Sheppard knelt down, fingers to Adair's neck, and was relieved to find a strong pulse. He stood back up and walked over to Hardy, giving the man a not-so-gentle shove with his foot to make sure he was well and truly out.

Rodney was taking his own pulse, worriedly. "Do you think it was cumulative?"

"Do I think what was cumulative?"

"The poison, of course!" Rodney snapped. "That explains it." His voice took on a melodramatic edge. "The dizzy spells, the tiredness, the irritability."

Sheppard rolled his eyes again, secretly thinking that the last item in Rodney's list had nothing to do with any poison. "You were feeling just fine before you knew about the poison, Rodney. I'm guessing you didn't get a big enough dose for it to do any damage but why don't you go see Beckett and find out?"

"Go see Beckett," Rodney muttered, automatically parroting Sheppard's comment. He looked up suddenly and snapped his fingers. "I should go see Carson." Oblivious to Sheppard's exasperated snort, he drifted out the door and turned left into the corridor. A few seconds later, still muttering to himself, he wandered back past the door--this time headed in the correct direction.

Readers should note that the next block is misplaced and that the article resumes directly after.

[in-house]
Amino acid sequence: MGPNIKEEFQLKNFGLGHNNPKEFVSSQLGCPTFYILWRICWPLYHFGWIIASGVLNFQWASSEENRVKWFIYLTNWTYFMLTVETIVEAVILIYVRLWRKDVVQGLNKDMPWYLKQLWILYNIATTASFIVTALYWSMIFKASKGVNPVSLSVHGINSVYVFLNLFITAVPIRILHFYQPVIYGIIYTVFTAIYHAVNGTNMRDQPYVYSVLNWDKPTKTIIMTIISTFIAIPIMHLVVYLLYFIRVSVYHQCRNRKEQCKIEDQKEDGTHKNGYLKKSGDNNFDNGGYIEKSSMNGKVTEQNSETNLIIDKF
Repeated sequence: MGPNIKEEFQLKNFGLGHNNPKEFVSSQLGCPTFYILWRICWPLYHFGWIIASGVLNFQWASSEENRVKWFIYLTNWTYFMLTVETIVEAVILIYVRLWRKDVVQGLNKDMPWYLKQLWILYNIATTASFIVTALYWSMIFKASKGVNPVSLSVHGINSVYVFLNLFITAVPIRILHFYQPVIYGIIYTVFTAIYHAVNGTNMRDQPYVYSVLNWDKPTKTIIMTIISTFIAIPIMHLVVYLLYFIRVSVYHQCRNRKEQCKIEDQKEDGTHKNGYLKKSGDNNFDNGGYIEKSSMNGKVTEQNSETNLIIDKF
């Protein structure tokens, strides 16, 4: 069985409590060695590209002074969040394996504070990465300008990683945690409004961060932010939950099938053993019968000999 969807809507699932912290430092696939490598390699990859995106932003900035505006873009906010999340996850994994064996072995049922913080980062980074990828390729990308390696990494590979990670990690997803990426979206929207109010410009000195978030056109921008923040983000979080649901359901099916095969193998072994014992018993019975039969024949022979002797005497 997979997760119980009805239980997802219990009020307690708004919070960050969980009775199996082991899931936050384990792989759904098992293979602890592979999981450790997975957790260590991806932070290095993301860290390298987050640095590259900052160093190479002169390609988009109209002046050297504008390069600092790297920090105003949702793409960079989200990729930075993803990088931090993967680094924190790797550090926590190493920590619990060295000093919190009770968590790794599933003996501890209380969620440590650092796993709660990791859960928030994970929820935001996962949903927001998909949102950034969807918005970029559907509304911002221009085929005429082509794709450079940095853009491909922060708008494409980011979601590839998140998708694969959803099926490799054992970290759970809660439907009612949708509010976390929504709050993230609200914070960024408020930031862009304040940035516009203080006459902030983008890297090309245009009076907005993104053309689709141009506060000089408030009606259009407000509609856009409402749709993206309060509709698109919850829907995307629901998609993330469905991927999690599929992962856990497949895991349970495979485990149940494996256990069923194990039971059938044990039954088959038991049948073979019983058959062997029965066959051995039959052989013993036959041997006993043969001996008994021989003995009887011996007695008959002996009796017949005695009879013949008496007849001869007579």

Lorne and his men arrived to take custody of their prisoner until the Daedalus was ready to make the return trip back to Earth just as Adair began to stir. The officer groaned and Sheppard waved the major over to help him lift the woozy captain to his feet.

"I'm ready to go again, load the chute!" Adair said enthusiastically, attempting to shake off their hands. Blood dripped down into his face from where the metal bar had made contact with his head and he continued to sway dangerously even with their support. "There ain't a bull been made that I can't ride!" he insisted.

"There are no bulls here," said Sheppard, bemused. "You're on the Daedalus, Captain. Remember?"

Adair frowned, trying to concentrate. "Oh, right." He clutched his aching head. "I'm gonna be sick," he said suddenly, pulling away from them and stumbling to a far corner of the room, retching miserably. When he finished, he wiped his mouth with the back of his hand and rested his head against the cool metal of the bulkhead wall. "Sorry, girl," he apologized to the ship, patting the wall fondly.

"Come on," said Sheppard, taking hold of the captain's arm again and leading the unsteady man towards the door. "Beckett will want to have a look at you."

"Whatcha do to Hardy?" Adair asked, blinking blearily at unconscious form on the floor and craning his neck to keep the figure in sight, almost walking into the wall in the process.